Louis CK’s Career Has An Unlikely Influence: Legendary UCLA Coach John Wooden

  • Glenn Davis

The late John Wooden was known for one thing above all else: winning. His UCLA basketball teams won 10 national championships, including seven straight at one point. The 10 titles came in his final 12 years. It was a run of dominance unlike any the sport has seen before or since.

And what Wooden might be best known for aside from the winning: the way he did it. Wooden’s ironclad philosophy on life, his idea of success, and his meticulously designed path for getting there (encapsulated in his Pyramid of Success) are often followed and sometimes parodied…but for Wooden, it – along with having players like Lew Alcindor and Bill Walton on his side – sure worked. Here’s Wooden on success:

“Success is peace of mind which is a direct result of self-satisfaction in knowing you made the effort to become the best of which you are capable.”

You’ll notice there’s nothing about basketball – or even sports – in there, which is undoubtedly how Wooden, who thought of himself as a teacher first and foremost, wanted it. It also means that, since sports aren’t mentioned, this idea of success could apply to any number of fields (again, doubtless what Wooden wanted).

And that’s where Louis CK comes in. The fantastic stand-up comic and star-writer-director-creator-everythinger behind the superb FX show Louie recently did an interview with the A.V. Club that at one point touched on his work ethic. How does CK do what he does?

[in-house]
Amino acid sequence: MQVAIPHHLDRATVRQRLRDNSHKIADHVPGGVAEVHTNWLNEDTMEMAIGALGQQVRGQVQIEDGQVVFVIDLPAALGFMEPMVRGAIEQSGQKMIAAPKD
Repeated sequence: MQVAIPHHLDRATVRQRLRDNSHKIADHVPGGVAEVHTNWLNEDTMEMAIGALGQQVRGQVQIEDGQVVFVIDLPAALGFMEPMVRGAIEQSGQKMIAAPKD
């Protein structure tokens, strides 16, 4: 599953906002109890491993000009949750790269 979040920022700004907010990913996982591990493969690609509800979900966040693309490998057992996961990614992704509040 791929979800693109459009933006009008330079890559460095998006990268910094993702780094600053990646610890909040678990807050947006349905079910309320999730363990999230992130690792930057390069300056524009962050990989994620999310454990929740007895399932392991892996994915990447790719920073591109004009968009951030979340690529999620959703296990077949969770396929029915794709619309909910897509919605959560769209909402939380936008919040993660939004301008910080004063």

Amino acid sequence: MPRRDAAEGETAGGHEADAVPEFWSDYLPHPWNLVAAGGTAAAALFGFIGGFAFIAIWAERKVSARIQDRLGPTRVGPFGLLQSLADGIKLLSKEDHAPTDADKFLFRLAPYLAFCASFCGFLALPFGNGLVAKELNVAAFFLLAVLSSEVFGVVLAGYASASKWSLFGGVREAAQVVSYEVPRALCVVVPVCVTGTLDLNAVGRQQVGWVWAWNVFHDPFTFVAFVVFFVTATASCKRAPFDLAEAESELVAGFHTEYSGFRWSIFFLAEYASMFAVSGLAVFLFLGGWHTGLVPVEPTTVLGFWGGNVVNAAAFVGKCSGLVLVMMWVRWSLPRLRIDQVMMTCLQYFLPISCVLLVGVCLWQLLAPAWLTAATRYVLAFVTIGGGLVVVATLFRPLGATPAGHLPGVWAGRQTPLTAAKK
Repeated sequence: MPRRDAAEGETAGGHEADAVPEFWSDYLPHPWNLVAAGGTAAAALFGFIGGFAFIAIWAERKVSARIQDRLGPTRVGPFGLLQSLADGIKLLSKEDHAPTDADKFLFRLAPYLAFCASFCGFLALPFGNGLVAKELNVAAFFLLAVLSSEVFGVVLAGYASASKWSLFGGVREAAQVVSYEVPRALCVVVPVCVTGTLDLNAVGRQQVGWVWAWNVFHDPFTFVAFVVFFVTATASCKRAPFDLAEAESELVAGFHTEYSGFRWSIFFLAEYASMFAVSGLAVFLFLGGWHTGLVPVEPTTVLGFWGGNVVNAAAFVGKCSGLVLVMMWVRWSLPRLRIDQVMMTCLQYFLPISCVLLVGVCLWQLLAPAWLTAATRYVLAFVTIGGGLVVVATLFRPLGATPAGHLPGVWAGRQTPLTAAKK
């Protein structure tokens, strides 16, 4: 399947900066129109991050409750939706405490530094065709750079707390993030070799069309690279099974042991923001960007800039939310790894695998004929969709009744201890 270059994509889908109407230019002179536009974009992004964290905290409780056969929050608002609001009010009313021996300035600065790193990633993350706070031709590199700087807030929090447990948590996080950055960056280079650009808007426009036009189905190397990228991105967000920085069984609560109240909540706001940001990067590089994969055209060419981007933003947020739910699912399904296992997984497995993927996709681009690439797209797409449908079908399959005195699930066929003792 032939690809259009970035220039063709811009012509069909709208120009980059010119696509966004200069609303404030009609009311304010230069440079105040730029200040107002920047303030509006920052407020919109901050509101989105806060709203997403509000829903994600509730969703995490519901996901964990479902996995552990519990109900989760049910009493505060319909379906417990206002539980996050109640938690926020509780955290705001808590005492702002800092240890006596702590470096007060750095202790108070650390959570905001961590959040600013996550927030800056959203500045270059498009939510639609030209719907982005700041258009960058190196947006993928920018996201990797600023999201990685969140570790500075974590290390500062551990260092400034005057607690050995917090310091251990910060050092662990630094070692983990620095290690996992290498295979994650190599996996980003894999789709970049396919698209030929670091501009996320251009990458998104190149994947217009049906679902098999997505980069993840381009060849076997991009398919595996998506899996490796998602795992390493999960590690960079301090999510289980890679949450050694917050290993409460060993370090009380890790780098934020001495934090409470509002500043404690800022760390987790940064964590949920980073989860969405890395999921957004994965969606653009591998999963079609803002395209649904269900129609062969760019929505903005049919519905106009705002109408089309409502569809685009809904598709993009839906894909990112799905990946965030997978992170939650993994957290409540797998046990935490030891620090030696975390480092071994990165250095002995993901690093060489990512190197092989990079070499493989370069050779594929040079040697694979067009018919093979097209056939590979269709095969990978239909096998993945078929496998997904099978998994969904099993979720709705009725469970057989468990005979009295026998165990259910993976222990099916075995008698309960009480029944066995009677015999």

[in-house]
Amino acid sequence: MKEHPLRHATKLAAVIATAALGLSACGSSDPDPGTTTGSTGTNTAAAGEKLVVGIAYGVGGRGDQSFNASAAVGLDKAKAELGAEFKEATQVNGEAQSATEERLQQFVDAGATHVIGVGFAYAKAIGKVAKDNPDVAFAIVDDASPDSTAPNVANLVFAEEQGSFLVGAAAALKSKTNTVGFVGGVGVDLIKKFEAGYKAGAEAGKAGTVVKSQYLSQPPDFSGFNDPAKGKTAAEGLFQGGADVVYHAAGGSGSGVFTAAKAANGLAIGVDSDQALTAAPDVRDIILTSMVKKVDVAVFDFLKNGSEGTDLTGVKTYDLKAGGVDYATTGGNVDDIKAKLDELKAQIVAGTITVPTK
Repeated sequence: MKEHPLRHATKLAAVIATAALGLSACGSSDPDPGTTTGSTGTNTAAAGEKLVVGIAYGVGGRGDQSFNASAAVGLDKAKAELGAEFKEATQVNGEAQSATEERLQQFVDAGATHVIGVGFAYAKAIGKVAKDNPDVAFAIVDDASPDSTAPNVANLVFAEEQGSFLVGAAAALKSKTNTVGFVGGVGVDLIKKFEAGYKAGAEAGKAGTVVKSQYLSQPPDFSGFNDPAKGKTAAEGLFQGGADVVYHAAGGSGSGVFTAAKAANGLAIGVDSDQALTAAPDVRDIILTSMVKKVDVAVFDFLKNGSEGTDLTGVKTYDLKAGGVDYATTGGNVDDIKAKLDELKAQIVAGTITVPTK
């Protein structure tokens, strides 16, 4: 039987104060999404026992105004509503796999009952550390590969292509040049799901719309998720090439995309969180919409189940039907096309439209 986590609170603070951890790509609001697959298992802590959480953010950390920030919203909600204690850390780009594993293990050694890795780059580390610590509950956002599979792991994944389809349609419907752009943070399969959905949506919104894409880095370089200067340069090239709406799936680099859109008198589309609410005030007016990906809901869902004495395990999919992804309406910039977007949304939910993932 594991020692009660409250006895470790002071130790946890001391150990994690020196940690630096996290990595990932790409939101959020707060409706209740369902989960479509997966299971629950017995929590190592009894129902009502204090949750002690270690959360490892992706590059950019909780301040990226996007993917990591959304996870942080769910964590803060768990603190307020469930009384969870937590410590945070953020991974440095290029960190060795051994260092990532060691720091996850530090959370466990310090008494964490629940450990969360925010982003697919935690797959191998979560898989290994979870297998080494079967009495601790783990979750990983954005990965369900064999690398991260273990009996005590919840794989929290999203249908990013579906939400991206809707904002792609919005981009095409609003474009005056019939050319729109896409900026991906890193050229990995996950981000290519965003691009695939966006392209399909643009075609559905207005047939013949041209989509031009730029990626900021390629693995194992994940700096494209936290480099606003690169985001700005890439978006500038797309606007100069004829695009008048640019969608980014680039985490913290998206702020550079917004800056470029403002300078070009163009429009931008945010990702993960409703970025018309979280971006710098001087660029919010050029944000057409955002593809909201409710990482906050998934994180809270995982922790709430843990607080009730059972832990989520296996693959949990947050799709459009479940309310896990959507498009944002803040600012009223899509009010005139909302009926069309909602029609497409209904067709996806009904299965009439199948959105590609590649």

I’ve learned from experience that if you work harder at it, and apply more energy and time to it, and more consistency, you get a better result. It comes from the work. I remember seeing this thing, a documentary about a Los Angeles coach [John Wooden], the guy who coached UCLA to huge wins, so they couldn’t be beat for three seasons.


He didn’t make winning speeches. He never made speeches about being winners and being the best…he said that to focus on that, to win, win, win, is worthless. It just has no value. He’d address all his players in his little voice, “If you just listen to me, and you work on your fundamentals and you apply yourself to working on these skills, you’re probably going to be happy with the results.” I think about that all the time.

So not only did Wooden’s advice profoundly impact someone at the top of an entirely different field, it profoundly impacted a guy who can’t even remember his name. And while Wooden himself might have had misgivings about indirectly helping inspire this, we do not share those misgivings.

If anything, we’re left more impressed with Wooden’s formula for success than ever. If you can inspire a basketball tram to untouchable greatness and a guy with a routine about receiving the saddest handjob in the world, that’s when you know your message can reach just about anyone.